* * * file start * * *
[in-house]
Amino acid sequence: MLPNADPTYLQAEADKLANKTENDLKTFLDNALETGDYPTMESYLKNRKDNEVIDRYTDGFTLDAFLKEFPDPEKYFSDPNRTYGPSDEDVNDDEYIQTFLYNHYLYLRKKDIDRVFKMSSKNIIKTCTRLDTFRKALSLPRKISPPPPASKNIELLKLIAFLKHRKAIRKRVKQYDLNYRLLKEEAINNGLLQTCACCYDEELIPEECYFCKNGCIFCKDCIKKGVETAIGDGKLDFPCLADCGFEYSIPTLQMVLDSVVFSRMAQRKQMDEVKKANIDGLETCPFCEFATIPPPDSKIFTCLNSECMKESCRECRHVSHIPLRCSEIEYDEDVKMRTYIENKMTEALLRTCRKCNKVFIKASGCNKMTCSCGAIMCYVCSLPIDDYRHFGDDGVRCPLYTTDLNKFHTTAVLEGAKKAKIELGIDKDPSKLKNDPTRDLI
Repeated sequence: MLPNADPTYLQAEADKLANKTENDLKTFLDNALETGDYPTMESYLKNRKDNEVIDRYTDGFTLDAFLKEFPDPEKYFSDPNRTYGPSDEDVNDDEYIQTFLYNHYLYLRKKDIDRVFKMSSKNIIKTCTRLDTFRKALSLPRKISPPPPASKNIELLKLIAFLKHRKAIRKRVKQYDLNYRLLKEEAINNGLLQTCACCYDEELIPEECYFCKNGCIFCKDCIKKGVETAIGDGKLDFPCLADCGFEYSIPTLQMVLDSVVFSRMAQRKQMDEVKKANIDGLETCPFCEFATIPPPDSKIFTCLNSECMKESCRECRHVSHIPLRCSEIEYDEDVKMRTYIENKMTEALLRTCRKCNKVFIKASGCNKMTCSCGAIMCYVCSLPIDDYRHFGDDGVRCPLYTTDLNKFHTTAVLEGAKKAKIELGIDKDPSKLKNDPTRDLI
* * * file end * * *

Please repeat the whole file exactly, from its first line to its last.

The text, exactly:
[in-house]
Amino acid sequence: MLPNADPTYLQAEADKLANKTENDLKTFLDNALETGDYPTMESYLKNRKDNEVIDRYTDGFTLDAFLKEFPDPEKYFSDPNRTYGPSDEDVNDDEYIQTFLYNHYLYLRKKDIDRVFKMSSKNIIKTCTRLDTFRKALSLPRKISPPPPASKNIELLKLIAFLKHRKAIRKRVKQYDLNYRLLKEEAINNGLLQTCACCYDEELIPEECYFCKNGCIFCKDCIKKGVETAIGDGKLDFPCLADCGFEYSIPTLQMVLDSVVFSRMAQRKQMDEVKKANIDGLETCPFCEFATIPPPDSKIFTCLNSECMKESCRECRHVSHIPLRCSEIEYDEDVKMRTYIENKMTEALLRTCRKCNKVFIKASGCNKMTCSCGAIMCYVCSLPIDDYRHFGDDGVRCPLYTTDLNKFHTTAVLEGAKKAKIELGIDKDPSKLKNDPTRDLI
Repeated sequence: MLPNADPTYLQAEADKLANKTENDLKTFLDNALETGDYPTMESYLKNRKDNEVIDRYTDGFTLDAFLKEFPDPEKYFSDPNRTYGPSDEDVNDDEYIQTFLYNHYLYLRKKDIDRVFKMSSKNIIKTCTRLDTFRKALSLPRKISPPPPASKNIELLKLIAFLKHRKAIRKRVKQYDLNYRLLKEEAINNGLLQTCACCYDEELIPEECYFCKNGCIFCKDCIKKGVETAIGDGKLDFPCLADCGFEYSIPTLQMVLDSVVFSRMAQRKQMDEVKKANIDGLETCPFCEFATIPPPDSKIFTCLNSECMKESCRECRHVSHIPLRCSEIEYDEDVKMRTYIENKMTEALLRTCRKCNKVFIKASGCNKMTCSCGAIMCYVCSLPIDDYRHFGDDGVRCPLYTTDLNKFHTTAVLEGAKKAKIELGIDKDPSKLKNDPTRDLI